But I wanted to make another less Megadeth-y observation. Wallace Stevens is my favorite poet, and as a thinker he is one of the more articulate vocalizers of what is art in terms of violence. He calls poetry “a violence from within that protects us from a violence without.” And that seems to speak to what you may be trying. As if you’re emitting this energy as a way of pushing something to your edges. And listening to CALIGULA it sounds like, lyrically, each song is a different tactic to how to achieve that. 


One, like “Sorrow Sorrow Sorrow, is saying “The world is shit, the body is failing me, my consolation will come after death.” Another would be something like “I Am the Beast” where it seems your anger or your vengeful self is doing the work. And what that creates is a collage, again – there is the collage of each song, and then the collages of all the songs together – which is the experience of finding out a way to live after everything’s that’s happened to you. In another callback to Wallace Stevens, that’s kind of his tactic in “Thirteen Ways of Looking at a Blackbird,” where he gives you 13 ways of seeing one thing. There is no picture of the one thing, but you gain a kind of mental picture of the one thing if you look at all the images together. So if you look at all these maps of pain, then you gain a mega-statement about pain and living with pain. So, the weird question that comes out of that is: did you notice that? That these different characters are coinhabiting your space at the same time? 

Yeah. I was, and I do think about the many ways in which we can represent one thing, and that representation is always going to be incomplete. Yeah, the Wallace Stevens example is really ingenious.

Do you feel like the albums has that effect, that it’s not about just the sum of its parts but a bringing together that results in something like a history of a moment? 

Yeah, I think so. In some ways it’s a very empathetic statement in trying to understand all perspectives involved. It’s as if I’m trying to look at myself and look at myself critically, I’m trying to look at my abusers and look at my abusers critically and empathetically, I’m trying to look at abuse of power in different strata and look at that critically and empathetically, and also looking at the scene critically and empathetically, and trying to make sense of any of it, I think. Maybe, I don’t know. I’m kind of feeling like I’m failing to do that with each individual song, and maybe with the album in total…. I don’t know if it can be done.

I think you did. But it goes back to the beginning of our conversation, that there’s a way of transmitting knowledge that isn’t “the statement.” 


If you walked into the Temple at Delphi wanting to get a definitive answer about what to do with your life, and you were confronted by this woman saying things that just stun you, there are people that are going to go into that room and come out and say “I’m disappointed, that’s not what I wanted.” But there are, I think, people who will appreciate the experience for what it is and feel cleansed by it. Or uplifted.

Yeah. I would hope so. 

I was. I mean, maybe I’m not your target audience, but I was.

[Laughs] Thank you.

Sorry for talking so much. I was afraid that this might be the one I talk too much in, but sorry.

No, no, it’s wonderful. I really appreciate your perspective.

I did want one more thing. There is a sort of danger in this game. And what I mean by that is, think of the facts as they pertain to LINGUA IGNOTA’s rise into prominence. You did whatever art you did before that didn’t connect with you and with an audience. You created a sonically abrasive project that seems to be clicking with people. You get picked up by a metal label, which then re-releases your album. So, we’ve been talking about how the violent aspect of music could be used for less-critically-inclined outlooks on life, and here you are sucked into this vortex of people who like heavy music who are into your music, and being recognized specifically by the metal community. So I guess my question is to what extent you’re afraid that LINGUA IGNOTA will become one more agent – against your own intentions – in that scene?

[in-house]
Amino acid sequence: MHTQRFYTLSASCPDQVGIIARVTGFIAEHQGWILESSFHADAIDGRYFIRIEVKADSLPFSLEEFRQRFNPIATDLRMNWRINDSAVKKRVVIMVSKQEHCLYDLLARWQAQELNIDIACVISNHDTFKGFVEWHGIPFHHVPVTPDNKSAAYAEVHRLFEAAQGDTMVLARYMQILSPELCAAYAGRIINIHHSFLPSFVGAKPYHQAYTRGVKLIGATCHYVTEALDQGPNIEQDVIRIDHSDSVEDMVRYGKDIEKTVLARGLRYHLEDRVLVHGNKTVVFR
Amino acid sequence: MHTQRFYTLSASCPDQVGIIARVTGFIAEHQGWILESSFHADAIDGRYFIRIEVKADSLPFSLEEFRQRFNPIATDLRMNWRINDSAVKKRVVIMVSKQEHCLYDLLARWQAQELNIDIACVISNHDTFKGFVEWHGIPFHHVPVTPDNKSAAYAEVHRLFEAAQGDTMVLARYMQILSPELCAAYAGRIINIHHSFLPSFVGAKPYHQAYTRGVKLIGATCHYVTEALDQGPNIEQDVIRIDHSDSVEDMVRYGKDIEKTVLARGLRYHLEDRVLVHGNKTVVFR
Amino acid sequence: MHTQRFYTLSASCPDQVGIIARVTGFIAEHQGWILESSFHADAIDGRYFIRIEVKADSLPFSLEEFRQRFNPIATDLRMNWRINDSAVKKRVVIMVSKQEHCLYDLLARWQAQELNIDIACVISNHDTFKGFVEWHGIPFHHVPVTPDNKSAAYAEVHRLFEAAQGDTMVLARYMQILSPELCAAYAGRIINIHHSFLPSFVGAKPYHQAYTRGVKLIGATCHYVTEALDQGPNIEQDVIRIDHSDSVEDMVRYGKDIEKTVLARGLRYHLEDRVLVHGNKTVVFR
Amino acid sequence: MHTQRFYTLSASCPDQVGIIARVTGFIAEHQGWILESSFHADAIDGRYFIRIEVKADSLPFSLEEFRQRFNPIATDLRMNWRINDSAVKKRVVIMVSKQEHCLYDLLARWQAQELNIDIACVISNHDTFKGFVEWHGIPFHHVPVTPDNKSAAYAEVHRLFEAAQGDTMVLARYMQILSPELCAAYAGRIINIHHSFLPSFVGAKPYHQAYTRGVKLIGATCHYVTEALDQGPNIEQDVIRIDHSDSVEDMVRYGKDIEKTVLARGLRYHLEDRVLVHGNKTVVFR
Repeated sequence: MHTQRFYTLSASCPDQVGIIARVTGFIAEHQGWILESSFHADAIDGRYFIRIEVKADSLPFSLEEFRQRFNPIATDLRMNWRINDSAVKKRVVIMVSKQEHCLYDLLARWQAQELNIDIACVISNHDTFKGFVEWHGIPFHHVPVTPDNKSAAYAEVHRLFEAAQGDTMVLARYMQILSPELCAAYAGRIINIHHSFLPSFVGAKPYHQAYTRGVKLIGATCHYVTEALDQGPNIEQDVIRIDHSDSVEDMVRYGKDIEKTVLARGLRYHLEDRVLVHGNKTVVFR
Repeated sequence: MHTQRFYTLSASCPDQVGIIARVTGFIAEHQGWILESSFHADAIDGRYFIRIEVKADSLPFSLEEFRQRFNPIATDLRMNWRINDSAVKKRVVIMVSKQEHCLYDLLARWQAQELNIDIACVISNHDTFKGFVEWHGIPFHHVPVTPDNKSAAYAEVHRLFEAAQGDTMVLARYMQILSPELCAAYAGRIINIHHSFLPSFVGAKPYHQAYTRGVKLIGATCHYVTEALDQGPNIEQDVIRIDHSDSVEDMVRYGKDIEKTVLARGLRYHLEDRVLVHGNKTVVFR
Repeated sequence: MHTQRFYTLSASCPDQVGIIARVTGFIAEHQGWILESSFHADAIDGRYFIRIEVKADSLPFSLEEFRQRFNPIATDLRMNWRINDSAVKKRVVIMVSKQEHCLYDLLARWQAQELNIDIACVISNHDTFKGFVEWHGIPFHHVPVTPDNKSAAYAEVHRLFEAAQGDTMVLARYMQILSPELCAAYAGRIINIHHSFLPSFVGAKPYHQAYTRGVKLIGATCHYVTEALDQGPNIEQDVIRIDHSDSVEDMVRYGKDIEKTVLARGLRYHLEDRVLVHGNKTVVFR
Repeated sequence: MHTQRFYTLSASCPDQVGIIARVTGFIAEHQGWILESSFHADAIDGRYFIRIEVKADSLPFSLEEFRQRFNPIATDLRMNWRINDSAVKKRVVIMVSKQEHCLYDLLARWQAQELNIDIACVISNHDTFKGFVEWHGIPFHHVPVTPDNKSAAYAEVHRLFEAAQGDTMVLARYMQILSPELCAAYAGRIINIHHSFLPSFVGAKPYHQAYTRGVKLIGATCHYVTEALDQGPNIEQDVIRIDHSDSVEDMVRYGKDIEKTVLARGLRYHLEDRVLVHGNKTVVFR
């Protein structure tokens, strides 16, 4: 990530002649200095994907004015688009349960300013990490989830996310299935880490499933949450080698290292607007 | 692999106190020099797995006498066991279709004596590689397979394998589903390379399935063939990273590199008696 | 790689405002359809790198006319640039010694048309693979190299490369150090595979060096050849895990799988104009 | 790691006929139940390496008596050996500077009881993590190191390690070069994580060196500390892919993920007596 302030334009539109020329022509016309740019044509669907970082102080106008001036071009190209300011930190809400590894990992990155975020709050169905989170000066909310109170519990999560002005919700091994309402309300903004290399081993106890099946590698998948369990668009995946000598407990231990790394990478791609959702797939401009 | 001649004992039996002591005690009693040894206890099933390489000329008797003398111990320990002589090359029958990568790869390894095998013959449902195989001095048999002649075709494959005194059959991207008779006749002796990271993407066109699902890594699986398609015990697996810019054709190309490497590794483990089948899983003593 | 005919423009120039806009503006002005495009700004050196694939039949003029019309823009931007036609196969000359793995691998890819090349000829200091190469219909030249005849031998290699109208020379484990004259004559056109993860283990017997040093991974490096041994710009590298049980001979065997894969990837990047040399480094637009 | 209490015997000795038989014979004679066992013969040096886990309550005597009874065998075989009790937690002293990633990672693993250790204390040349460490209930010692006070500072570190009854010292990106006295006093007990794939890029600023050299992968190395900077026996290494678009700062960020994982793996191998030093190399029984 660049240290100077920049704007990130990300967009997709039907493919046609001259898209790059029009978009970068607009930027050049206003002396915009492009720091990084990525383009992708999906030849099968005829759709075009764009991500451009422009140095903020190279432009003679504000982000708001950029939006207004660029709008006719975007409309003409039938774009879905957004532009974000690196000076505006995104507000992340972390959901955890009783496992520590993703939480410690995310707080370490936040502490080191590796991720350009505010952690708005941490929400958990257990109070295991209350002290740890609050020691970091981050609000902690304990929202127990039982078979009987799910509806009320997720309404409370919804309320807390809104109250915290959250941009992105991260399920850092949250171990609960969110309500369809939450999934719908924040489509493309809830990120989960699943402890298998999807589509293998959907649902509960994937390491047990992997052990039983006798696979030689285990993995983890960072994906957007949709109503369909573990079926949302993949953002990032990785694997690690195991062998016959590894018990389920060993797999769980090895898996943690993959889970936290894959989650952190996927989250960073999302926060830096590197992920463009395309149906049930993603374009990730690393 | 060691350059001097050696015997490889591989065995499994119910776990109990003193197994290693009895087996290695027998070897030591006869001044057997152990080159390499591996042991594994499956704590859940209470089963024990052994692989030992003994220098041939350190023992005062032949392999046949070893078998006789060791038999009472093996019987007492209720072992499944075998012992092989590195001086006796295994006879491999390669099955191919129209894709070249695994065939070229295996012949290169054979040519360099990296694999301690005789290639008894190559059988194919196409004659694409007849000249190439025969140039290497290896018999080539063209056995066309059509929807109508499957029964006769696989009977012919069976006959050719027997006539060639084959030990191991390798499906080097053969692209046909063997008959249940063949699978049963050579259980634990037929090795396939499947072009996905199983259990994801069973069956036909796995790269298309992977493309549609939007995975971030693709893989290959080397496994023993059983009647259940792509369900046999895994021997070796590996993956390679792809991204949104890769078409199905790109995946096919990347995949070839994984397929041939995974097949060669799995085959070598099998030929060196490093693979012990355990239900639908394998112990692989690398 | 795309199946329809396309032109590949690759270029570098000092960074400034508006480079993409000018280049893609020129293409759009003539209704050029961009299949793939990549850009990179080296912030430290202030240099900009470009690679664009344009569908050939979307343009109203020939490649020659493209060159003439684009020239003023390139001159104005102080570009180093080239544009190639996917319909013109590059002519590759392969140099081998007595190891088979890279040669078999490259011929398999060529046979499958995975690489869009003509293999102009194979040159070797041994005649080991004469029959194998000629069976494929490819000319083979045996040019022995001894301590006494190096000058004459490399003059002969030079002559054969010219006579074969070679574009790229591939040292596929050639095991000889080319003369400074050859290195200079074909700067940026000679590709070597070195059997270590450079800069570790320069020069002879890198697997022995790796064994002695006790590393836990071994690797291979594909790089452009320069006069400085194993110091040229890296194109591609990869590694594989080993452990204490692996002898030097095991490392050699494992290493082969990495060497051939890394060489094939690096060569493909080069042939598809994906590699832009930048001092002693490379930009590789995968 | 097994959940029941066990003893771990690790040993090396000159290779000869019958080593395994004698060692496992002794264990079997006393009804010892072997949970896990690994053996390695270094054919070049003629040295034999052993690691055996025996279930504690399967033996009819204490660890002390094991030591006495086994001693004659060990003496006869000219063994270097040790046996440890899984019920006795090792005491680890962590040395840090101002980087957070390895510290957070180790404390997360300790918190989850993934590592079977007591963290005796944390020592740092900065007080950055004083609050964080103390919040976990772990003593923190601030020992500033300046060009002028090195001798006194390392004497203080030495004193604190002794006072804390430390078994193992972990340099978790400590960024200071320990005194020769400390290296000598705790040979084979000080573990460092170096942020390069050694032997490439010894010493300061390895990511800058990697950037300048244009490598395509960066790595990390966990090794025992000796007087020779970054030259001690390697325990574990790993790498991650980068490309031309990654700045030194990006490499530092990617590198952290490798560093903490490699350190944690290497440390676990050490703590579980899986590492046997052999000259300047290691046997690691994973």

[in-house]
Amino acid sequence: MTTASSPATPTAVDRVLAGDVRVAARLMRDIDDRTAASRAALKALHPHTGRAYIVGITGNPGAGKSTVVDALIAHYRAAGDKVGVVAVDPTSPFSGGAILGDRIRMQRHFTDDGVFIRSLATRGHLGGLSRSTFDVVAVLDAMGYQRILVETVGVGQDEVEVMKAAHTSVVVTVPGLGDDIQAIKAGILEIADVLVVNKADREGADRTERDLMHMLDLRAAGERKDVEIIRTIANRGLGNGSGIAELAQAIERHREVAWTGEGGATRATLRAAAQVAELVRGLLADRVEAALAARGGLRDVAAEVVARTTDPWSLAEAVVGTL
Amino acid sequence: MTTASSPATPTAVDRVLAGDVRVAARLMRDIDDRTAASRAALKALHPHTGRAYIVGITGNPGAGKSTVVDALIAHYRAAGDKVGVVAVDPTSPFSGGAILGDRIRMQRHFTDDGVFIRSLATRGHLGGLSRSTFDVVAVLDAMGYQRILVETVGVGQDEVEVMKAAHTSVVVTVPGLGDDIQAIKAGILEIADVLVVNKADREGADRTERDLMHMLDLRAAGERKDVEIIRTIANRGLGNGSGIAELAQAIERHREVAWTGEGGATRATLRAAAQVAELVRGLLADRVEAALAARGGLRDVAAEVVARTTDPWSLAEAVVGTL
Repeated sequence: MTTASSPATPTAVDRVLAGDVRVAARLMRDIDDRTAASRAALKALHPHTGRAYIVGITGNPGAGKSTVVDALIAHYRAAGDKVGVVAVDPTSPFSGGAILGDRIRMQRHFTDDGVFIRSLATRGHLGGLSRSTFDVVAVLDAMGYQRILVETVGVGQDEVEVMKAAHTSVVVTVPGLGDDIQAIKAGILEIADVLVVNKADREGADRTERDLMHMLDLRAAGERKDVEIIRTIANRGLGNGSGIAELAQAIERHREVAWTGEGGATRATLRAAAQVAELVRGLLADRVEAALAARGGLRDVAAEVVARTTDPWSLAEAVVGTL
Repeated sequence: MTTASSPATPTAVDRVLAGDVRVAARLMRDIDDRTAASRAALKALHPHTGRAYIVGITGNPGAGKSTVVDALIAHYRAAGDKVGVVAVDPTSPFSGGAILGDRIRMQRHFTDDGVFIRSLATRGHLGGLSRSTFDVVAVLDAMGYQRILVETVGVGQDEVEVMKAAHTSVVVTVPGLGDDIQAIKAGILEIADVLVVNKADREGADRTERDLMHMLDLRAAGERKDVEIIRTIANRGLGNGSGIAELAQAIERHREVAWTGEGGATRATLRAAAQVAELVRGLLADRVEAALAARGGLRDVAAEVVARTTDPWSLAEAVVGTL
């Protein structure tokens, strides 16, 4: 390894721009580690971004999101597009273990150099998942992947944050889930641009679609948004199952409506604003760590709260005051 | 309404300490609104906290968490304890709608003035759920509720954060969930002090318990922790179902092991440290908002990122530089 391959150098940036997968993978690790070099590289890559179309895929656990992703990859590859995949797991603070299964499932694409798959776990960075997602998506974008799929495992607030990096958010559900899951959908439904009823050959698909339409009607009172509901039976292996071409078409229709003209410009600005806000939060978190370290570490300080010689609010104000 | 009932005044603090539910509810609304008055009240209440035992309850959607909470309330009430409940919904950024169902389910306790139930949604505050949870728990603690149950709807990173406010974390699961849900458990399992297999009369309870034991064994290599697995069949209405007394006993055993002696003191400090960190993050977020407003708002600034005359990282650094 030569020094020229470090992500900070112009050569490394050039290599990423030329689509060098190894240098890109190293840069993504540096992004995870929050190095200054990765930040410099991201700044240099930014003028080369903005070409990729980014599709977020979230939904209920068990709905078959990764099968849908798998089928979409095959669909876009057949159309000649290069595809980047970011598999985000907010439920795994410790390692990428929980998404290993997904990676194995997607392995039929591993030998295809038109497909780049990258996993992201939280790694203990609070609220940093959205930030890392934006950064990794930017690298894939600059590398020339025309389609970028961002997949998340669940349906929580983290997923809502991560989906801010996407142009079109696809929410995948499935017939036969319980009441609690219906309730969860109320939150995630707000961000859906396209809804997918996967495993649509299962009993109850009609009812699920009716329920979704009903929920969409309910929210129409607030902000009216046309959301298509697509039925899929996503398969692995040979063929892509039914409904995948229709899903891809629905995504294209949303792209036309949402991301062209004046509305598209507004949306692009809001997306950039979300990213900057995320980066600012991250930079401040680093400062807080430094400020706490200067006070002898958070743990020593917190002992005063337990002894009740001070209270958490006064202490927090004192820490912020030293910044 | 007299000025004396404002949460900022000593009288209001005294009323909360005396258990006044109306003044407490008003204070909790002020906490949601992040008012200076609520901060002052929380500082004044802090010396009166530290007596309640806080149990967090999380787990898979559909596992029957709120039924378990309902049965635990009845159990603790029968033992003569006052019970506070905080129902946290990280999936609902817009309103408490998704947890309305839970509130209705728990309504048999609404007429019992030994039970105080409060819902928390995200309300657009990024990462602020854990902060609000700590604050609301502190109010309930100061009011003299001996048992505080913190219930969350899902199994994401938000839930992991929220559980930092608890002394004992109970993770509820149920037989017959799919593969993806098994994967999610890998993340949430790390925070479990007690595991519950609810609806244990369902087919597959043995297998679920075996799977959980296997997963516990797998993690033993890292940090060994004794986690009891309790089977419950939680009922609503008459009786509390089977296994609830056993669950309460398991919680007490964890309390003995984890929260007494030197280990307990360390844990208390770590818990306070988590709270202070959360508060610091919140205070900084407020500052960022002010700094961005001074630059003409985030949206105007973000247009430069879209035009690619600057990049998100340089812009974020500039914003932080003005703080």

I do think about that a lot. And I try to be reasonably self critical and try to hold myself accountable regarding the decisions I make and go “Well, this was not a good decision” or “We are possibly going down a dangerous road here,” and I think there’s also that aspect of monetizing or creating a persona out of violence and retribution and out of real experience  – that is dangerous and that’s something that I’d like to avoid. Or I want to make sure that creating this music always stays authentic to what it needs to be doing and doesn’t become this weird pageant or acting. And so I think it’s important to be aware of where the music is going and what it’s doing, and aware of what it’s doing for people. And if it’s not having the effect that I intend and people feel that it’s harmful in some way, or if there’s a wave of people who feel it’s harmful, as opposed to certain metal naysayers who don’t like me because I’m a woman in their zone…. That I should be always looking at the choices that I’m making and consider why I am making them. And I think that’s another big part of practice, and has been for a very long time, and it’s always something that I have taught my students in class as well, to always ask yourself and make a choice in your artwork and ask yourself why are you making it. And that way we hopefully weed out inauthentic reasons for making art and prevent bad choices. Although, you know, what is a bad choice, ultimately? 

But, that is something that I think about and worry about, things like self exploitation, the extent to which my story is clickbait and will always preface what I do from now on, even if I totally move away from making work about abuse, which I might do. I’m not going to be making work about this, extravagantly violent work, if I don’t feel like I need to. And hopefully the art that I make after this, after I have processed these experiences will be seen as just as valid, even though it’s not as violent or not as dire.